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Getting Started with C++

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An introductory presentation on the C++ programming language including a review of object-oriented programming and the class mechanism.

An introductory presentation on the C++ programming language including a review of object-oriented programming and the class mechanism.

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Getting Started with C++

  1. 1. 1 Getting Started with C++ Trenton Computer Festival March 17, 2018 Michael P. Redlich @mpredli about.me/mpredli/
  2. 2. Who’s Mike? • BS in CS from • “Petrochemical Research Organization” • Java Queue News Editor, InfoQ • Ai-Logix, Inc. (now AudioCodes) • Amateur Computer Group of New Jersey 2
  3. 3. Objectives (1) • What is C++? • Evolution of C++ • Features of C++ • Review of Object-Oriented Programming (OOP) 3
  4. 4. Objectives (2) • Getting Started with C++ • introduction to the C++ class mechanism • how to implement C++ classes • Live Demos (yea!) • C++ Resources 4
  5. 5. What is C++? • “...a general purpose programming language with a bias towards systems programming that • is a better C, • supports data abstraction, • supports object-oriented programming, • supports generic programming.” Bjarne Stroustrup Web Site, http://www.stroustrup.com/C++.html 5
  6. 6. Evolution of C++ (1) • Created by Bjarne Stroustrup • AT&T Labs • 1980 - originally named “C with Classes” • 1983 - redesigned and renamed to C++ • 1985 - available to the public 6
  7. 7. Evolution of C++ (2) • 1989 - further extensions added • templates and exception handling • 1998 - C++ standardized 7
  8. 8. Features of C++ • Object-Oriented Programming (OOP) Language • Pass-by-Reference • Operator Overloading • Generic Programming • Exception Handling • Namespaces • Default Arguments 8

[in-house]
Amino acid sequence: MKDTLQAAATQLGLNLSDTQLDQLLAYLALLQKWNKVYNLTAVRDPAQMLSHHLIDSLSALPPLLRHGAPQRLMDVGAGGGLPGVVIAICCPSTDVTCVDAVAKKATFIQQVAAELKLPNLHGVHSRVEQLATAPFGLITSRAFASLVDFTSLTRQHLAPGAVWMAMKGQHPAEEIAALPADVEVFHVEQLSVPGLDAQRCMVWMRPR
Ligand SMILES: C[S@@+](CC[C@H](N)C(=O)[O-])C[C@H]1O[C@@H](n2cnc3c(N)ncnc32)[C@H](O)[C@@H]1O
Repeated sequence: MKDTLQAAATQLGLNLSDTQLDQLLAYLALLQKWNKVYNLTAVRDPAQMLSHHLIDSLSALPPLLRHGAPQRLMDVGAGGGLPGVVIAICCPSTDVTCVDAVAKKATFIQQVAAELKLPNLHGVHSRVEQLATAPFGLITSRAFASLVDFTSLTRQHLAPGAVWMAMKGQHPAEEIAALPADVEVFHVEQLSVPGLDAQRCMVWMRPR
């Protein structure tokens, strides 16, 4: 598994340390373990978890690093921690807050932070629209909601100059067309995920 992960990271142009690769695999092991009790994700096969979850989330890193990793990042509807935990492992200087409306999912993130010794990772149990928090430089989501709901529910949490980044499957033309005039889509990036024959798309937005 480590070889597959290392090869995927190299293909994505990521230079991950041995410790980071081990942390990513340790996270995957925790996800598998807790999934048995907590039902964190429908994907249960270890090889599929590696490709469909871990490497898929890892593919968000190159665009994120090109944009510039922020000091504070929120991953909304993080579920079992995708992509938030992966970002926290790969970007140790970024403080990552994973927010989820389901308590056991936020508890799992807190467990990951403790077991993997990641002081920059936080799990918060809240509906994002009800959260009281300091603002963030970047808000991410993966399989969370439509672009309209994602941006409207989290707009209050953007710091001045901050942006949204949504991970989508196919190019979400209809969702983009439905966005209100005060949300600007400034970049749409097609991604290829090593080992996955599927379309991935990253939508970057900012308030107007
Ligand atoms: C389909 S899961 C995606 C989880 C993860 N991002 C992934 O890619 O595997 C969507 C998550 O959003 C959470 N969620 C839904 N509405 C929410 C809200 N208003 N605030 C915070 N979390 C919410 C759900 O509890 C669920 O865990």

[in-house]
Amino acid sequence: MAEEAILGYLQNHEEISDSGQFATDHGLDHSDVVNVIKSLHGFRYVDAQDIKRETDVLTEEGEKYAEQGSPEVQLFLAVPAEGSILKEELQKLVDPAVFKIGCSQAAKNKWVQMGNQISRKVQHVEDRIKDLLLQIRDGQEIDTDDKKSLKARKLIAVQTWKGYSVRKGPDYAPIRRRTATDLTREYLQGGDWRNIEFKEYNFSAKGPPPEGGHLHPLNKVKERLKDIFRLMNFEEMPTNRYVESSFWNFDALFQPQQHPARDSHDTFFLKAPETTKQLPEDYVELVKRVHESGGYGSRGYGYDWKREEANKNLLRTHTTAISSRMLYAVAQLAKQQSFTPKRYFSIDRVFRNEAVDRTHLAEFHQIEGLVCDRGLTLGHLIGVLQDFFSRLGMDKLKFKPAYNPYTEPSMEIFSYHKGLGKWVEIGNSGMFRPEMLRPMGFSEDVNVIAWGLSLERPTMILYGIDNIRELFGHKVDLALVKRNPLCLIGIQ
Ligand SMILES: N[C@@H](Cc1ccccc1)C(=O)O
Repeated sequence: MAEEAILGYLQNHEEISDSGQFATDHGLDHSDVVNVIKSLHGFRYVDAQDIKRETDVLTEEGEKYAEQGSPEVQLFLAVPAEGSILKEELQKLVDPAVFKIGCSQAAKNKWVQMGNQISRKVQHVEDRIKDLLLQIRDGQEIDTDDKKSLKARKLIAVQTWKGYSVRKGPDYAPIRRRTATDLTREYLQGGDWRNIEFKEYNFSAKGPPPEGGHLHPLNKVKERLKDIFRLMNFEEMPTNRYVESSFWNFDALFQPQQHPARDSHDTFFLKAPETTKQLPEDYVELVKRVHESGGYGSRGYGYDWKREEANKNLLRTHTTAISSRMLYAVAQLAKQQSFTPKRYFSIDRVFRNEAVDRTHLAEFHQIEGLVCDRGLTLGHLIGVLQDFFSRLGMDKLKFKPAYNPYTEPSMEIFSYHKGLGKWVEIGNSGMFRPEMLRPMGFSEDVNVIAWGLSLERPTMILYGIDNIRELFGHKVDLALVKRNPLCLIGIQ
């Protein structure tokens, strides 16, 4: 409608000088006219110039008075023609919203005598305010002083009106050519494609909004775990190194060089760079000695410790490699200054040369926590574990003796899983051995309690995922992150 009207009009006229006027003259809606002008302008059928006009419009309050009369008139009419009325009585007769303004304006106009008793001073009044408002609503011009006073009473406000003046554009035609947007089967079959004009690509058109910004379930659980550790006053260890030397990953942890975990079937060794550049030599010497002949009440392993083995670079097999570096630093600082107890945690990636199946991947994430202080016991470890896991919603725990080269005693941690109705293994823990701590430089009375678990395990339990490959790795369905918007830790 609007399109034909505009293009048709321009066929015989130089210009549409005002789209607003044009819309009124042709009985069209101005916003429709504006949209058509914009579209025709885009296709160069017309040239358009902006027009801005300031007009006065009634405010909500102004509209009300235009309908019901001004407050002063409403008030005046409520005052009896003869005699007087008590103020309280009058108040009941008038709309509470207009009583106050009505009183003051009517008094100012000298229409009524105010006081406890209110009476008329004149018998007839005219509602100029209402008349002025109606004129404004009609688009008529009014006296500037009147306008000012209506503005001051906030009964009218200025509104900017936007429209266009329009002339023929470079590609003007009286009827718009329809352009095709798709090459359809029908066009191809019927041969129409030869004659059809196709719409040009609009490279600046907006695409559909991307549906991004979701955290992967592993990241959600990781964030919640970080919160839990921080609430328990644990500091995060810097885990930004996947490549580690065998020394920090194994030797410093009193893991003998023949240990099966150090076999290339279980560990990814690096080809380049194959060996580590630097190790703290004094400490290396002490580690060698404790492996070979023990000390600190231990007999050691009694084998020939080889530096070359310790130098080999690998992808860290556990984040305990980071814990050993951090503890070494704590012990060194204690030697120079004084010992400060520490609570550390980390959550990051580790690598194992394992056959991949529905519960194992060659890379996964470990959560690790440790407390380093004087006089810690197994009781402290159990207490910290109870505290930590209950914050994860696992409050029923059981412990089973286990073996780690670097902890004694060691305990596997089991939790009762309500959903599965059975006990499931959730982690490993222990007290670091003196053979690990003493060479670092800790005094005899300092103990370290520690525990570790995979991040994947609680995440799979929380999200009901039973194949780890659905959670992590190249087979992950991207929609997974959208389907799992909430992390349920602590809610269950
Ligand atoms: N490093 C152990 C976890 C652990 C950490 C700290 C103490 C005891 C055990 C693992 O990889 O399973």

9. 9. OOP Review (1) • Programming Paradigm • Four (4) Main Attributes • data encapsulation • data abstraction • inheritance • polymorphism 9
  10. 10. OOP Review (2) • Abstract Data Type (ADT) • user-defined data type • use of objects through functions (methods) without knowing the internal representation 10
  11. 11. OOP Review (3) • Interface • functions (methods) provided in the ADT that allow access to data • Implementation • underlying data structure(s) and business logic within the ADT 11
  12. 12. OOP Review (4) • Class • Defines a model • Declares attributes • Declares behavior • Is an ADT • Object • Is an instance of a class • Has state • Has behavior • May have many unique objects of the same class 12
  13. 13. Advantages of OOP • Interface can (and should) remain unchanged when improving implementation • Encourages modularity in application development • Better maintainability of code • Code reuse • Emphasis on what, not how 13
  14. 14. Some C++ Keywords • class • new, delete • private, protected, public • try, throw, catch • friend • explicit • virtual • bool • inline 14
  15. 15. Classes (1) • A user-defined abstract data type • Extension of C structs • Contain: • constructor • destructor • data members and member functions (methods) 15
  16. 16. Classes (2) • Static/Dynamic object instantiation • Multiple Constructors: • Sports(void); • Sports(char *,int,int); • Sports(float,char *,int); 16
  17. 17. Classes (3) • Class scope: • scope resolution operator(::) • Abstract Classes • contain at least one pure virtual member function (C++) • contain at least one abstract method (Java) 17
  18. 18. Abstract Classes • Pure virtual member function (C++) • virtual void draw() = 0; • Abstract method (Java) • public abstract void draw(); 18